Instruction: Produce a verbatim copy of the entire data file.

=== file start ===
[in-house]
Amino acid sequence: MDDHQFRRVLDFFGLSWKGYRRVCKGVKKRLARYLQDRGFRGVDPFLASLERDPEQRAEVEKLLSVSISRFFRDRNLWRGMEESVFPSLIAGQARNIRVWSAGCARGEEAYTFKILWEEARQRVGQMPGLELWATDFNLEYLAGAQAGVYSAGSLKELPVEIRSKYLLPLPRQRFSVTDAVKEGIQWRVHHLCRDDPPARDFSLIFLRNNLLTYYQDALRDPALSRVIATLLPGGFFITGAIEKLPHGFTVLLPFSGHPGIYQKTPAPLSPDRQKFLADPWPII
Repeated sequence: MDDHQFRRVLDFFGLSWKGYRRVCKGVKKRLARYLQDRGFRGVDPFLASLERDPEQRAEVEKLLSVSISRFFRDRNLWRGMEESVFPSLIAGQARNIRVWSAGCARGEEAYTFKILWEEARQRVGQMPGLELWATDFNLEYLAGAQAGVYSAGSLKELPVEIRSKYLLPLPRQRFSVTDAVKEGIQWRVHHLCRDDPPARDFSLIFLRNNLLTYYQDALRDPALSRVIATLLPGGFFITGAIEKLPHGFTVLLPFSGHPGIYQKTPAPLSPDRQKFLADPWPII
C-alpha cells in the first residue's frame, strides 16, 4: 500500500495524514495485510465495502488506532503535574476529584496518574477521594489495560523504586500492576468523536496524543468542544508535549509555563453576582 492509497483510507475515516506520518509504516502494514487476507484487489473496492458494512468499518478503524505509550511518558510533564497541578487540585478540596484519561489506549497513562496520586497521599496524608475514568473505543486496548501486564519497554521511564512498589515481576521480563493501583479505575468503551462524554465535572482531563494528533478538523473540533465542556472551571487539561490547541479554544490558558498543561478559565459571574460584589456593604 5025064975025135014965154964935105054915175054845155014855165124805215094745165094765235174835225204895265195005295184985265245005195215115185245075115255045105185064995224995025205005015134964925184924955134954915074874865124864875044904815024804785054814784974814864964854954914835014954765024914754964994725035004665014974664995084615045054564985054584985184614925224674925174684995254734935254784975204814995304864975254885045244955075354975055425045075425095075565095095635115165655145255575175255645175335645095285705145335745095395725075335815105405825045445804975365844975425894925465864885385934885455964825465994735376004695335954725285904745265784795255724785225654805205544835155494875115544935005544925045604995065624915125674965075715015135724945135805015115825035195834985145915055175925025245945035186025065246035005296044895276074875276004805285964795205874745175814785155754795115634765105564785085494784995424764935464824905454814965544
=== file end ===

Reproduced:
[in-house]
Amino acid sequence: MDDHQFRRVLDFFGLSWKGYRRVCKGVKKRLARYLQDRGFRGVDPFLASLERDPEQRAEVEKLLSVSISRFFRDRNLWRGMEESVFPSLIAGQARNIRVWSAGCARGEEAYTFKILWEEARQRVGQMPGLELWATDFNLEYLAGAQAGVYSAGSLKELPVEIRSKYLLPLPRQRFSVTDAVKEGIQWRVHHLCRDDPPARDFSLIFLRNNLLTYYQDALRDPALSRVIATLLPGGFFITGAIEKLPHGFTVLLPFSGHPGIYQKTPAPLSPDRQKFLADPWPII
Repeated sequence: MDDHQFRRVLDFFGLSWKGYRRVCKGVKKRLARYLQDRGFRGVDPFLASLERDPEQRAEVEKLLSVSISRFFRDRNLWRGMEESVFPSLIAGQARNIRVWSAGCARGEEAYTFKILWEEARQRVGQMPGLELWATDFNLEYLAGAQAGVYSAGSLKELPVEIRSKYLLPLPRQRFSVTDAVKEGIQWRVHHLCRDDPPARDFSLIFLRNNLLTYYQDALRDPALSRVIATLLPGGFFITGAIEKLPHGFTVLLPFSGHPGIYQKTPAPLSPDRQKFLADPWPII
C-alpha cells in the first residue's frame, strides 16, 4: 500500500495524514495485510465495502488506532503535574476529584496518574477521594489495560523504586500492576468523536496524543468542544508535549509555563453576582 492509497483510507475515516506520518509504516502494514487476507484487489473496492458494512468499518478503524505509550511518558510533564497541578487540585478540596484519561489506549497513562496520586497521599496524608475514568473505543486496548501486564519497554521511564512498589515481576521480563493501583479505575468503551462524554465535572482531563494528533478538523473540533465542556472551571487539561490547541479554544490558558498543561478559565459571574460584589456593604 5025064975025135014965154964935105054915175054845155014855165124805215094745165094765235174835225204895265195005295184985265245005195215115185245075115255045105185064995224995025205005015134964925184924955134954915074874865124864875044904815024804785054814784974814864964854954914835014954765024914754964994725035004665014974664995084615045054564985054584985184614925224674925174684995254734935254784975204814995304864975254885045244955075354975055425045075425095075565095095635115165655145255575175255645175335645095285705145335745095395725075335815105405825045445804975365844975425894925465864885385934885455964825465994735376004695335954725285904745265784795255724785225654805205544835155494875115544935005544925045604995065624915125674965075715015135724945135805015115825035195834985145915055175925025245945035186025065246035005296044895276074875276004805285964795205874745175814785155754795115634765105564785085494784995424764935464824905454814965544